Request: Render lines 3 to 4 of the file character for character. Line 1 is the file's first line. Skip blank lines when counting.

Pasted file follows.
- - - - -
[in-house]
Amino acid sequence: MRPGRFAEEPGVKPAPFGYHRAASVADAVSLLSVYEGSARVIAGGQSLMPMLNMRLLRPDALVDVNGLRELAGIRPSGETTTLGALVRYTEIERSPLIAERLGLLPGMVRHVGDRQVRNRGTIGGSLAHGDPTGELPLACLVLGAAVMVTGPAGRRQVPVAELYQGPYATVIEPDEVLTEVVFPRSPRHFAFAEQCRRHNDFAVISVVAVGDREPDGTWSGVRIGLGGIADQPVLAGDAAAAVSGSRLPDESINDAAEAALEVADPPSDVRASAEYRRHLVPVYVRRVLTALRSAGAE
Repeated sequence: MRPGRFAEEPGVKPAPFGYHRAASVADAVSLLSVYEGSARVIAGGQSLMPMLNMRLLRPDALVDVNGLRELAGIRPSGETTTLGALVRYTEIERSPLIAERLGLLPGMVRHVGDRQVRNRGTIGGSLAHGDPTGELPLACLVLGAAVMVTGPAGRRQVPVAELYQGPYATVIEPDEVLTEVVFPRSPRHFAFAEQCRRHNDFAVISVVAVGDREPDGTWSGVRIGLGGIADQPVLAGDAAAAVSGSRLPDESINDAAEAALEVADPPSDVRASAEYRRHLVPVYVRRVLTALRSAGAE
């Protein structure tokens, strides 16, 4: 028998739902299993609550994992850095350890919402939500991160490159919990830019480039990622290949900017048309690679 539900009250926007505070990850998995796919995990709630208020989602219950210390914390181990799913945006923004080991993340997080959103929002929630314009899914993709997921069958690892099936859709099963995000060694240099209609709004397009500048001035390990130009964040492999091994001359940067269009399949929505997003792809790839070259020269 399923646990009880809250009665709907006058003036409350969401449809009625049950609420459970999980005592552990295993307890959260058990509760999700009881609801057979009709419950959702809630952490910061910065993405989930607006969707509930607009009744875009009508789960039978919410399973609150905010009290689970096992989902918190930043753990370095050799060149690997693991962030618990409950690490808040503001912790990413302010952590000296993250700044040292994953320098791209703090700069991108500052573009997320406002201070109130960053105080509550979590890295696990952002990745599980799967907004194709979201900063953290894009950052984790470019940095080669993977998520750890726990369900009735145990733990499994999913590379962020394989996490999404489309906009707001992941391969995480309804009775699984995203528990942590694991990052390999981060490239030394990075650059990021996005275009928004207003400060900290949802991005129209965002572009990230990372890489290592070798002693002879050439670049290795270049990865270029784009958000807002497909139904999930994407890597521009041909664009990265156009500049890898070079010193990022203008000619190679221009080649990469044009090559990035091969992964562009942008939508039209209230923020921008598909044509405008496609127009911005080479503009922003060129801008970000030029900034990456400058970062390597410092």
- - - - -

Repeated sequence: MRPGRFAEEPGVKPAPFGYHRAASVADAVSLLSVYEGSARVIAGGQSLMPMLNMRLLRPDALVDVNGLRELAGIRPSGETTTLGALVRYTEIERSPLIAERLGLLPGMVRHVGDRQVRNRGTIGGSLAHGDPTGELPLACLVLGAAVMVTGPAGRRQVPVAELYQGPYATVIEPDEVLTEVVFPRSPRHFAFAEQCRRHNDFAVISVVAVGDREPDGTWSGVRIGLGGIADQPVLAGDAAAAVSGSRLPDESINDAAEAALEVADPPSDVRASAEYRRHLVPVYVRRVLTALRSAGAE
């Protein structure tokens, strides 16, 4: 028998739902299993609550994992850095350890919402939500991160490159919990830019480039990622290949900017048309690679 539900009250926007505070990850998995796919995990709630208020989602219950210390914390181990799913945006923004080991993340997080959103929002929630314009899914993709997921069958690892099936859709099963995000060694240099209609709004397009500048001035390990130009964040492999091994001359940067269009399949929505997003792809790839070259020269 399923646990009880809250009665709907006058003036409350969401449809009625049950609420459970999980005592552990295993307890959260058990509760999700009881609801057979009709419950959702809630952490910061910065993405989930607006969707509930607009009744875009009508789960039978919410399973609150905010009290689970096992989902918190930043753990370095050799060149690997693991962030618990409950690490808040503001912790990413302010952590000296993250700044040292994953320098791209703090700069991108500052573009997320406002201070109130960053105080509550979590890295696990952002990745599980799967907004194709979201900063953290894009950052984790470019940095080669993977998520750890726990369900009735145990733990499994999913590379962020394989996490999404489309906009707001992941391969995480309804009775699984995203528990942590694991990052390999981060490239030394990075650059990021996005275009928004207003400060900290949802991005129209965002572009990230990372890489290592070798002693002879050439670049290795270049990865270029784009958000807002497909139904999930994407890597521009041909664009990265156009500049890898070079010193990022203008000619190679221009080649990469044009090559990035091969992964562009942008939508039209209230923020921008598909044509405008496609127009911005080479503009922003060129801008970000030029900034990456400058970062390597410092």